Thursday, March 1, 2018

The allure of history in SF

Terracotta warriors at Xian
I'm over 40k words into my new book, and it's all falling into place as science fiction with a large helping of history. It seems to be a pattern with me, maybe because I find history fascinating. I have a BA(Hons) in history and that fascination that got me through university has remained. I'm especially intrigued with stories about civilizations that disappeared. I don't mean Atlantis - because I'm not convinced it actually existed - certainly not as portrayed in Plato's book. But there's reason to believe it may have been loosely based on the volcanic destruction of Santorini.

But there are more actual, real examples. For instance, the city of Troy in the Iliad did and does exist. When it was excavated, it was found to have been built on top of itself nine times. Then there's this amazing Mayan city in the jungle. The extent of this place has only recently been revealed using aerial mapping techniques. The Mayans abandoned their cities in around the 8th or 9th centuries, and nobody is exactly sure why. There are so many mysteries in history - who built the pyramids, and how, and why? Who built Stonehemge? How and why?  There are more prosaic discoveries, people who stumbled upon a treasure trove in their back paddock. Something like Sutton Hoo. And then there are the fabled terracotta warriors guarding the tomb of Qin Shi Huang the first emperor of China. The tomb was constructed before the modern era, but it disappeared from view, and knowledge for close to two thousand years. It was stumbled upon by a farmer in 1974. And just now, as I've written this, there has been another stunning discovery in Egypt, a necropolis that has been untouched for two thousand years.

What about tantalising fragments hinting at technology we have only recently 'discovered'? The Mayans knew a great deal about astronomy and tracked the planets long before Copernicus. Then there's the Antikythera mechanism, which is an analog computer dating back to before the modern era.

So it's hardly surprising that my science fiction stories often have a bit of (made up based on real) ancient history in them. The Mystery of the Ice Warriors is no different. The ice warriors are statues of mythical beings, carved from a crystal rock that has a blue glow. Unfortunately for Romila, who has inherited her parent's antique shop after their death, the statues have been used to smuggle drugs. Romila is in trouble with the drug dealers, but Morgan's Misfits (Jirra, Chet, and Toreni) see an opportunity to help her, and destroy a leading criminal at the same time.

Since I'm very much a make-it-up-as-you-go writer, I'm finding out the most amazing things about these ice warriors and their history. Are they mythological figures. like the Greek and Roman Gods, or were they real? There's a bit of climate change in the book, too. Places that were temperate became too cold for humans. The Viking settlement on Greenland is an Earth example.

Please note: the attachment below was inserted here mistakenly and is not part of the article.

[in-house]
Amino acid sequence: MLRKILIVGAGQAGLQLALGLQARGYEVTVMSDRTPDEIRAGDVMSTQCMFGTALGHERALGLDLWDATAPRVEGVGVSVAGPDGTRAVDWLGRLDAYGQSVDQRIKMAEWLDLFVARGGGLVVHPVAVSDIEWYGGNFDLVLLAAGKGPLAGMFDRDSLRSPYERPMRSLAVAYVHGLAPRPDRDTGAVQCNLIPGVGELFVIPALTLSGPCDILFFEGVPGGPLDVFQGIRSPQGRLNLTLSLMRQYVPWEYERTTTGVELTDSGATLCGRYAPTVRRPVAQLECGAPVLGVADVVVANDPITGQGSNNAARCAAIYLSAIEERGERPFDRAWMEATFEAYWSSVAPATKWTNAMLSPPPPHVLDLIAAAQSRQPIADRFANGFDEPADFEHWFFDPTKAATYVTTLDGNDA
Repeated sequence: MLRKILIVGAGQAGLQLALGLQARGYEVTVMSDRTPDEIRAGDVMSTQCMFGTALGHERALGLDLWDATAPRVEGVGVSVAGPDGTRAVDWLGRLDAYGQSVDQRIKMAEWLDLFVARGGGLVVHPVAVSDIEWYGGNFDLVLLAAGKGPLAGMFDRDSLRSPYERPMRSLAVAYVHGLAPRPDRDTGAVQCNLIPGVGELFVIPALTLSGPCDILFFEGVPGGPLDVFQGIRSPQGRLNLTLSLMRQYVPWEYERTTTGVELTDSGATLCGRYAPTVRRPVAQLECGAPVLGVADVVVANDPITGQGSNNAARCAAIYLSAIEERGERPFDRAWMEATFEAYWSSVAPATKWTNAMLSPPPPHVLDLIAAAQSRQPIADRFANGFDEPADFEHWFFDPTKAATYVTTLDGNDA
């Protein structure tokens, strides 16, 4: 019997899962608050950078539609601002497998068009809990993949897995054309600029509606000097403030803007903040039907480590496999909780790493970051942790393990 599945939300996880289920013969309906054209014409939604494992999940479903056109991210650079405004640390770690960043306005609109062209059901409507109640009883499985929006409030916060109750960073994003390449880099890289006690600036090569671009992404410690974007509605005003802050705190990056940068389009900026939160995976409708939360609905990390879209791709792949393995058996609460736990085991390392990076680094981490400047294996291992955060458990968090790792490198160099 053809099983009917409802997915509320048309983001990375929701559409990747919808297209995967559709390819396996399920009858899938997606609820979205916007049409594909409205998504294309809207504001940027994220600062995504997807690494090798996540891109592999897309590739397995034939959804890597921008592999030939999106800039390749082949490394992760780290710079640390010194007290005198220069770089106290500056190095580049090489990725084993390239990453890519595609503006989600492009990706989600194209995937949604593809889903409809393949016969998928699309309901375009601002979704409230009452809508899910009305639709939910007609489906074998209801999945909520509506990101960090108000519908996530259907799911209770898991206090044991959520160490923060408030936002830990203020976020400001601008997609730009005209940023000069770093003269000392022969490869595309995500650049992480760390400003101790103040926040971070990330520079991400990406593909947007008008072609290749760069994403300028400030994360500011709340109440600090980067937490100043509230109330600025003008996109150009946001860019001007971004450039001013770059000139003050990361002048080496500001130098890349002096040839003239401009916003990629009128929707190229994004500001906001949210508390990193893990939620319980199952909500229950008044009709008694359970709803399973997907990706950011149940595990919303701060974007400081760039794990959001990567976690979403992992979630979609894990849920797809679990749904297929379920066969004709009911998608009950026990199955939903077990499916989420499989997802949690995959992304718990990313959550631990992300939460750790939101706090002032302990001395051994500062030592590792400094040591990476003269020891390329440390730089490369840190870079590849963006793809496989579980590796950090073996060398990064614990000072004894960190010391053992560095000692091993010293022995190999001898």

Here's a snippet - warts and all, not even remotely edited - but it'll give you an idea what the ice warriors are like.

Lorpat took them to a closed off area to the left. "This is our workshop. Sunil has told you the story of the statues? What they are?"
Chet smiled. "He told us so many things details have slipped past me. Please explain again."
Lorpat frowned and chewed at his lip before he spoke in heavily accented Standard. "They be mythological figures, taken from legends of our past. Ancient warriors. He picked up a statue standing on a shelf. "See? Helmet for fighting, body… how you call it… protection…"
"Armor," Chet provided.
"Yes, armor." He traced the pattern on the chest with his finger. "Each is different. Each carver uses his own pattern."
"Really?" Chet stared at the design. "You can say who carved a piece by looking at the armor?"
He smiled at her, nodding. "Yes. This one is made by Krishnan. You will meet him."
Jirra waved her sanvad. "May I take pictures? So we can remember what you said?"
He shrugged. "If you want."
"Is there anything else different about them?" Chet asked as Jirra recorded. "Are they supposed to be different characters?"
"Yes. All are different. Weapons can be different. This man carries sword." He picked up a second finished statue. "This has no sword but has spear. Helmets can be different." He pointed. "This one has design. This one plain."
"May I?" Jirra's hand stretched toward a statue, waiting until Lorpat nodded before she picked it up, tracing the lines of the helmet. "Almost looks like breathing apparatus."
Lorpat took a moment to process the words.
Jirra put her hand over her mouth and made breathing noises.
The man laughed, shaking his head. "No. Not… what you said. They are warriors, part of the mountains. They fought the evil spirits who live in the ice rivers, banished them to the wild places."
It was a common trope, the forces of good and evil set against each other, the knights of the mountains fighting the demons of the deeps. 

There you have it. I'll keep on writing.

1 comment:

  1. Great excerpt.

    History fascinates me too, Greta, because there's so much we don't know about our past and so many historical paradoxes. I do enjoy speculating about the past in my stories about the future.


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